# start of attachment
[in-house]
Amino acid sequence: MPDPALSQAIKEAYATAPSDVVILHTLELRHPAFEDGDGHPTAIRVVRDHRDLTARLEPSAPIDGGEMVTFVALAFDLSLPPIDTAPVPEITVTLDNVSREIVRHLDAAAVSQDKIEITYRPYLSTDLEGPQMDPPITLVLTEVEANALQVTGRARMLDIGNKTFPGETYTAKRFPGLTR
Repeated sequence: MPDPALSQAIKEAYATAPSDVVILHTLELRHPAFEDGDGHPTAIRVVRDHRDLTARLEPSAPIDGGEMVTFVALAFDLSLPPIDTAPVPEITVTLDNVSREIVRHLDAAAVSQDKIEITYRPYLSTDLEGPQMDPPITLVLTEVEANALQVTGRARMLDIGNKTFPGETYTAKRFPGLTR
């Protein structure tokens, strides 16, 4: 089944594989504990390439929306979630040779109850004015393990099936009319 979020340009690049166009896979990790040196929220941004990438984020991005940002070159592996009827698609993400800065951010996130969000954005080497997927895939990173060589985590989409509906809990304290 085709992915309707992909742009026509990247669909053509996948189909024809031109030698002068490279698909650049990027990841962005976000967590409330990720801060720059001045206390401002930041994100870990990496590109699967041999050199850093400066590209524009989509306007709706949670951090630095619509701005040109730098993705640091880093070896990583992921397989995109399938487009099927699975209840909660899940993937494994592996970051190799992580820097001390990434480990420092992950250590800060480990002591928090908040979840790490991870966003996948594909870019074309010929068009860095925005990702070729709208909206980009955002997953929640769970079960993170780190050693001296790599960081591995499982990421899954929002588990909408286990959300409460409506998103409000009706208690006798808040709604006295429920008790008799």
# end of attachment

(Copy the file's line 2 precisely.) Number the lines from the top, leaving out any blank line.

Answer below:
Amino acid sequence: MPDPALSQAIKEAYATAPSDVVILHTLELRHPAFEDGDGHPTAIRVVRDHRDLTARLEPSAPIDGGEMVTFVALAFDLSLPPIDTAPVPEITVTLDNVSREIVRHLDAAAVSQDKIEITYRPYLSTDLEGPQMDPPITLVLTEVEANALQVTGRARMLDIGNKTFPGETYTAKRFPGLTR